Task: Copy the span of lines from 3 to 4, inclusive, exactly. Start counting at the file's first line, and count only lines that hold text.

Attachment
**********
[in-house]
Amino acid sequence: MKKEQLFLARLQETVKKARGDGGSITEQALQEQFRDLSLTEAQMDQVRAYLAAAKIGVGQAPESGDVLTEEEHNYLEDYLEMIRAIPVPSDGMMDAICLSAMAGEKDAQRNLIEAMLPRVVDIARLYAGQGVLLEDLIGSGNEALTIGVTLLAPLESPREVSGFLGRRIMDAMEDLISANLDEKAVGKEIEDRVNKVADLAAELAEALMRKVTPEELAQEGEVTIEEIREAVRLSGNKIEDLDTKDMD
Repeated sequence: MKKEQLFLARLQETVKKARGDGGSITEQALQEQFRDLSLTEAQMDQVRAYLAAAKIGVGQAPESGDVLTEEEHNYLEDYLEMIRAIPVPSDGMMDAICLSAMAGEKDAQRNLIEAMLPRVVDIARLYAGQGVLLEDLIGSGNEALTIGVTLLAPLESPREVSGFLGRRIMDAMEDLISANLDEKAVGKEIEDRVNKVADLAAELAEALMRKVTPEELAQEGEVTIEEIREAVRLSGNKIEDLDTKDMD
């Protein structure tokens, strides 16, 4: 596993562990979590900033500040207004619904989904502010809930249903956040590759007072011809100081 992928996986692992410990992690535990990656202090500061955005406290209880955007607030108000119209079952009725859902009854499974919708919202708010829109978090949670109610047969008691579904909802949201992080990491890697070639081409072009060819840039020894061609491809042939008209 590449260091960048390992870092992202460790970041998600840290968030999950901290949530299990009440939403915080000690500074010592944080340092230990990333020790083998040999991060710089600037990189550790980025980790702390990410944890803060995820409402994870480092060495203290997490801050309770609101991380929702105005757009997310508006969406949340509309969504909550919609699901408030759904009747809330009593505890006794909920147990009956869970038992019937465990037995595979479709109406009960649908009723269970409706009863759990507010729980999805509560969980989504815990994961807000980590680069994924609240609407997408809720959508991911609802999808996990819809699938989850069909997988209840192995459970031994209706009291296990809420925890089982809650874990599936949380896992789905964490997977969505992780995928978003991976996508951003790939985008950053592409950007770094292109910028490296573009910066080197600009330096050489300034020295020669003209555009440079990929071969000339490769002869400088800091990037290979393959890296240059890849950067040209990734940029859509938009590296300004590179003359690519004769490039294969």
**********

Repeated sequence: MKKEQLFLARLQETVKKARGDGGSITEQALQEQFRDLSLTEAQMDQVRAYLAAAKIGVGQAPESGDVLTEEEHNYLEDYLEMIRAIPVPSDGMMDAICLSAMAGEKDAQRNLIEAMLPRVVDIARLYAGQGVLLEDLIGSGNEALTIGVTLLAPLESPREVSGFLGRRIMDAMEDLISANLDEKAVGKEIEDRVNKVADLAAELAEALMRKVTPEELAQEGEVTIEEIREAVRLSGNKIEDLDTKDMD
């Protein structure tokens, strides 16, 4: 596993562990979590900033500040207004619904989904502010809930249903956040590759007072011809100081 992928996986692992410990992690535990990656202090500061955005406290209880955007607030108000119209079952009725859902009854499974919708919202708010829109978090949670109610047969008691579904909802949201992080990491890697070639081409072009060819840039020894061609491809042939008209 590449260091960048390992870092992202460790970041998600840290968030999950901290949530299990009440939403915080000690500074010592944080340092230990990333020790083998040999991060710089600037990189550790980025980790702390990410944890803060995820409402994870480092060495203290997490801050309770609101991380929702105005757009997310508006969406949340509309969504909550919609699901408030759904009747809330009593505890006794909920147990009956869970038992019937465990037995595979479709109406009960649908009723269970409706009863759990507010729980999805509560969980989504815990994961807000980590680069994924609240609407997408809720959508991911609802999808996990819809699938989850069909997988209840192995459970031994209706009291296990809420925890089982809650874990599936949380896992789905964490997977969505992780995928978003991976996508951003790939985008950053592409950007770094292109910028490296573009910066080197600009330096050489300034020295020669003209555009440079990929071969000339490769002869400088800091990037290979393959890296240059890849950067040209990734940029859509938009590296300004590179003359690519004769490039294969």